I've stumbled at the first OralMessage algorithm in Lamport, et al's paper.
I've searched the web and there are dozens of sites, restating in exactly the same terms and examples, which isn't helping me.
Lamport claims the algorithm can handle (n-1)/3 traitors, and works when the commander is a traitor.
My restatement of the algorithm:
The commander sends a value to each of the lieutenants.(round 0)
Each lieutenant: forwards each message he receives to the other lieutenants:
don't forward messages that already have your name (eg you are b and receive 'cb1')
don't forward messages if they already have (N - 1)/3 names. (eg N=10 and you receive 'gcd0')
add your name to front of message before forwarding (eg you are b and receive 'c0', send 'bc0')
after all messages have been sent, each lieutenant:
examines the received messages and makes their decision.
if its a tie, then decide 0.
I'm not sure how to do 3, the paper says the algorithm "assumes a sequence of [majority] functions" (nested?)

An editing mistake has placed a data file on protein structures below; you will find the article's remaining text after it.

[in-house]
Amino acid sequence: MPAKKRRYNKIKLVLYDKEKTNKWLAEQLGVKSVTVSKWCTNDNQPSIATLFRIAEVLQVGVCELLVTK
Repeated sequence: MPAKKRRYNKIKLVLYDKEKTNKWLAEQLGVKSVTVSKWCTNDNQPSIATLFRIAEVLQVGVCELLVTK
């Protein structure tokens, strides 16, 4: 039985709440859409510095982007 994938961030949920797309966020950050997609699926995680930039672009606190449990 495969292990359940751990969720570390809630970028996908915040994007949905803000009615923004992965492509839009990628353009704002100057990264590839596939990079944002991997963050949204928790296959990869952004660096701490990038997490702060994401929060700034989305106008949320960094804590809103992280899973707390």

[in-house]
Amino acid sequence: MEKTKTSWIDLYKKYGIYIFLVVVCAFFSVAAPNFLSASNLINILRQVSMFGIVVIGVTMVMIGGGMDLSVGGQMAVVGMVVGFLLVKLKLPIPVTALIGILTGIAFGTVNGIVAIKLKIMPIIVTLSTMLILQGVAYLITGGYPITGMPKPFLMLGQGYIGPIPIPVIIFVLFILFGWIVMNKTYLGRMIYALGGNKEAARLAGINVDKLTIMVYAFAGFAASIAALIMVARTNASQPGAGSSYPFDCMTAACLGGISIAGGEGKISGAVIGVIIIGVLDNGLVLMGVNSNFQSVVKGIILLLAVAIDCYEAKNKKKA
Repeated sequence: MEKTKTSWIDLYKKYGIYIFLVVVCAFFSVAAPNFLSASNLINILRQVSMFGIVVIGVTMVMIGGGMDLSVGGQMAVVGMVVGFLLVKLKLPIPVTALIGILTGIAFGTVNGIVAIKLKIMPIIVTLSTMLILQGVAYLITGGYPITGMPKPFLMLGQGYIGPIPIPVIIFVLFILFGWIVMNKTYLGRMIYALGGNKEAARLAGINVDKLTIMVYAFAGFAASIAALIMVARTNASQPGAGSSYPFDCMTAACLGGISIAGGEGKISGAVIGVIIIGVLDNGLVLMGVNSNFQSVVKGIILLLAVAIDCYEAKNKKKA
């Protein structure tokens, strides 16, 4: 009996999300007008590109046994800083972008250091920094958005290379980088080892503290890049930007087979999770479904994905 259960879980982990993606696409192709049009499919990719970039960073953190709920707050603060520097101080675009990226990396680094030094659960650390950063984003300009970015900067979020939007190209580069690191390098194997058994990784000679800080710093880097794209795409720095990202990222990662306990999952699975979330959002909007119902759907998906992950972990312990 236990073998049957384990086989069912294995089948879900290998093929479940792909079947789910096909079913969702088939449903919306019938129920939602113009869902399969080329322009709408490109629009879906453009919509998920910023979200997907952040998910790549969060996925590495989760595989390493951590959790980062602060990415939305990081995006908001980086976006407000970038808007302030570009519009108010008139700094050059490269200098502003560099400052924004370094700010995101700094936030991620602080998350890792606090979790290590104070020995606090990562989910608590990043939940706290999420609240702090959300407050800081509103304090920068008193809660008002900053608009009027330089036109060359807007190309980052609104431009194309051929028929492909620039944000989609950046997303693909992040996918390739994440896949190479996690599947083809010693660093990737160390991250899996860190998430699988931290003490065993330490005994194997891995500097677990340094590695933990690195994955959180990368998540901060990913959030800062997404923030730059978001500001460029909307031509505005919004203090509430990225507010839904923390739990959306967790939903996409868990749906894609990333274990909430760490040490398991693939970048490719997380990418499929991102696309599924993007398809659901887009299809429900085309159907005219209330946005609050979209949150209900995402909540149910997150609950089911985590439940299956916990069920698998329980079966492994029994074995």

In the example, I'm assuming to take the majority in each vector of round 2 (ie left to right), and then take the majority of these.
Commander is a traitor, N=7, M=(7-1)/3=2, so 6 lieutenants one of whom is a traitor. I have assigned the lieutenants letters b-g.
Here are the messages received at each node in rounds 1 & 2, assuming a node can send to itself. (the messages in brackets are redundant from B's point of view. I don't know if this is important.):
<(b1) ,c0 ,d0 ,eX ,f1 ,g1 > < ,(cb1),(db1),(ebX),(fb1),(gb1)> <(bc0), ,dc0 ,ecX ,fc0 ,gc0 > <(bd0),cd0 , ,edX ,fd0 ,gd0 > <(beX),ceX ,deX , ,feX ,geX > <(bf1),cf1 ,df1 ,efX , ,gf1 > <(bg1),cg1 ,dg1 ,egX ,fg1 , >
'dc0' is sent to everyone by 'd' (because 'd' was the last to prepend their name)
'X' indicates an unreliable message. 'e' is a traitor and always sends unreliable messages
BUT 'step 3' gives 1,0,0,X,1,1 which is no better than round 1.
AND the majority of these is 1 if X is 1, and 0 if X is 0. So the traitor can confound us.
What am I doing wrong?